Homeland Security Watch

News and analysis of critical issues in homeland security

August 22, 2006

DHS issues RFI for bottle-screening devices

Filed under: Aviation Security,Technology for HLS — by Christian Beckner on August 22, 2006

As a response to the UK terror plot, the Science & Technology directorate of DHS posted this request for information on FedBizOpps.gov today:

In support of the ongoing effort by the Department of Homeland Security (DHS), Department of Defense (DoD), Federal Aviation Administration (FAA), and the Department of Energy (DOE), as well as the DOE National Laboratories and the commercial sector, it is DHS’s goal to investigate any and all potential detection technologies that may assist in the identification of explosive and flammable liquids.

In order to exhaust the list of technologies that are already being investigated and to enhance the opportunities for non-traditional vendors, the Science and Technology Directorate (S&T) of DHS is seeking potential sources of Bottle Screening Devices capable of detecting and distinguishing explosive and flammable liquids from benign liquids (drinks, lotions, hygiene products, contact lens solutions, etc.).

The anticipated application of these devices is screening bottles or other containers at passenger checkpoints, which will require the devices to have a 200 bottle per hour minimum throughput and must meet a minimum technology readiness level (TRL) of 5 or greater. This means that the basic technological components are integrated with reasonably realistic supporting elements so it can be tested in a simulated environment….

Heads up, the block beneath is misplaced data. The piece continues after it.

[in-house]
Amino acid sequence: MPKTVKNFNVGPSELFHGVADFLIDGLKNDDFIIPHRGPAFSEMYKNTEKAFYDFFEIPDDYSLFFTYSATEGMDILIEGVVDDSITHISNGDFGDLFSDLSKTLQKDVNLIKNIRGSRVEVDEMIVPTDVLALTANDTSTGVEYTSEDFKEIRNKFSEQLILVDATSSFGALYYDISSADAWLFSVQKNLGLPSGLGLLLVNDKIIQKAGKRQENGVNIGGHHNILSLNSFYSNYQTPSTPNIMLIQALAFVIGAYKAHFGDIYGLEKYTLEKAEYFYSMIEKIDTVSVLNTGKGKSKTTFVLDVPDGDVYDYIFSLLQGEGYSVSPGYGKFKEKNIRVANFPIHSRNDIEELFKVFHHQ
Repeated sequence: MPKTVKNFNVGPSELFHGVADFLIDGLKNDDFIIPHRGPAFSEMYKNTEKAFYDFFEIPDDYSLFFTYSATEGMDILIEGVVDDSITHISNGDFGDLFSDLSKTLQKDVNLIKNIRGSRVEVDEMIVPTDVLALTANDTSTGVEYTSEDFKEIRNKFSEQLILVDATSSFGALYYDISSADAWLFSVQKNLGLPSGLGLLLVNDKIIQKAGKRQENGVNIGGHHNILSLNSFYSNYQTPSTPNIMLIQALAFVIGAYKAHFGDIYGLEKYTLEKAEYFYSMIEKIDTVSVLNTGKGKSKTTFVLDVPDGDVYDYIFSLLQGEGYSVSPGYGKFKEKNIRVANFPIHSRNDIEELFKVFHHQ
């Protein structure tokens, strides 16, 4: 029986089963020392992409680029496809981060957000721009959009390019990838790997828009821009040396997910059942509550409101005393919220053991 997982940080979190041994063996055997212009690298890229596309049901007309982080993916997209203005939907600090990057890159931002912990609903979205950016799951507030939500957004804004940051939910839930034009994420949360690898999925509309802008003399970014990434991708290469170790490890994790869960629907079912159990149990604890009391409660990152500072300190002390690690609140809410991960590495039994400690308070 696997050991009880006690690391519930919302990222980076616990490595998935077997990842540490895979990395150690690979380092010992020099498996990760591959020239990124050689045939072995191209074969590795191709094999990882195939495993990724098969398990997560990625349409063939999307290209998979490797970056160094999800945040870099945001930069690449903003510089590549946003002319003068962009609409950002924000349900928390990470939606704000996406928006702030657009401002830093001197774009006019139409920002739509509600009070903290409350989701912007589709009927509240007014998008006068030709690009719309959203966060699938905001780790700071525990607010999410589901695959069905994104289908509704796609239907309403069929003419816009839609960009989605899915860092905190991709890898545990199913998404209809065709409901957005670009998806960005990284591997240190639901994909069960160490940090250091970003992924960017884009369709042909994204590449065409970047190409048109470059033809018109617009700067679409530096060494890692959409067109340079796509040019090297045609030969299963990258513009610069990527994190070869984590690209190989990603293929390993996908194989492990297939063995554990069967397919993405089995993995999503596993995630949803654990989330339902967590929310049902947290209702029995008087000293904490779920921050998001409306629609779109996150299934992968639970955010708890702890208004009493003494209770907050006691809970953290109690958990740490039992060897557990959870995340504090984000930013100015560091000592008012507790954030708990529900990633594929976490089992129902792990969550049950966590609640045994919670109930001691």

The deadline for the RFI is September 12th.

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1 Comment »

Comment by Bruce Maccabee

August 31, 2006 @ 4:07 pm

The Navy, at the Naval Surface Warfare Center/Dahlgren, Virginia, has, for the last 5 years, acted as an agent for DARPA by running a program (the “Advanced Portal Security” program; see http://www.darpa.mil/spo/programs/aps.htm)
with the goal of developing technologies for screening bottles and other sealed containers for chemical and biological weapons. Recently added to the program are radiological/radioactive and explosive weapons. Research into several technologies was supported, including dielectric spectroscopy, infrared spectroscopy, mm and microwave spectroscopy. neutron-gamma spectroscopy and ultrasonic spectroscopy (ultrasonic and neutron-gamma may be able to identify through metal containers, whereas the others are stopped by metal). This was NOT a program for developing trace detection. It was assumed at the outset that any bottles, etc., were sealed and cleaned so there would be no leakage and no “trace” to detect. We know that there are several technologies that can be used alone or combined to classify and even identify many CBRE liquids (and solids and powders) in sealed containers.

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